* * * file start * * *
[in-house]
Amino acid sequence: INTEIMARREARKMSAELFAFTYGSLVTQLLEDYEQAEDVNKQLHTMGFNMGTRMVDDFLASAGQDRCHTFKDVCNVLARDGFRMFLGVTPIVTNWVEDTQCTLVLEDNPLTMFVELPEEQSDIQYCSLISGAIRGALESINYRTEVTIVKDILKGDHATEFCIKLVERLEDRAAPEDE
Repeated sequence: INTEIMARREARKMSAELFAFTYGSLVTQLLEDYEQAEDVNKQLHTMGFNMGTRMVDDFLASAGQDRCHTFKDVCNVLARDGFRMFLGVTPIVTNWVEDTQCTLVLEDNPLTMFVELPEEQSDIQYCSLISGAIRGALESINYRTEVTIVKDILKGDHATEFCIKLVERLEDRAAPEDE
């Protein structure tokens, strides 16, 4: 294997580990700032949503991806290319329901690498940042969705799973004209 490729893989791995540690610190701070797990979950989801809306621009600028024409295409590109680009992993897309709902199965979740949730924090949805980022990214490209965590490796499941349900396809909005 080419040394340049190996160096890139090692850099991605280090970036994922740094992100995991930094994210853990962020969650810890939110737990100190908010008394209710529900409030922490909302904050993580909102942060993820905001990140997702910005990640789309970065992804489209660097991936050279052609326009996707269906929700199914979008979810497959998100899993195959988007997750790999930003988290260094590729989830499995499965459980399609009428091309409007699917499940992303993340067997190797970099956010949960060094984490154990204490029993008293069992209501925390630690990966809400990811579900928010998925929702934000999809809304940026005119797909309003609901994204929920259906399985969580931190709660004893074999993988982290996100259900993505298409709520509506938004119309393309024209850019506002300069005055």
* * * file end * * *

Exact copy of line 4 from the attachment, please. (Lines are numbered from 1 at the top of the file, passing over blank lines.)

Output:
């Protein structure tokens, strides 16, 4: 294997580990700032949503991806290319329901690498940042969705799973004209 490729893989791995540690610190701070797990979950989801809306621009600028024409295409590109680009992993897309709902199965979740949730924090949805980022990214490209965590490796499941349900396809909005 080419040394340049190996160096890139090692850099991605280090970036994922740094992100995991930094994210853990962020969650810890939110737990100190908010008394209710529900409030922490909302904050993580909102942060993820905001990140997702910005990640789309970065992804489209660097991936050279052609326009996707269906929700199914979008979810497959998100899993195959988007997750790999930003988290260094590729989830499995499965459980399609009428091309409007699917499940992303993340067997190797970099956010949960060094984490154990204490029993008293069992209501925390630690990966809400990811579900928010998925929702934000999809809304940026005119797909309003609901994204929920259906399985969580931190709660004893074999993988982290996100259900993505298409709520509506938004119309393309024209850019506002300069005055």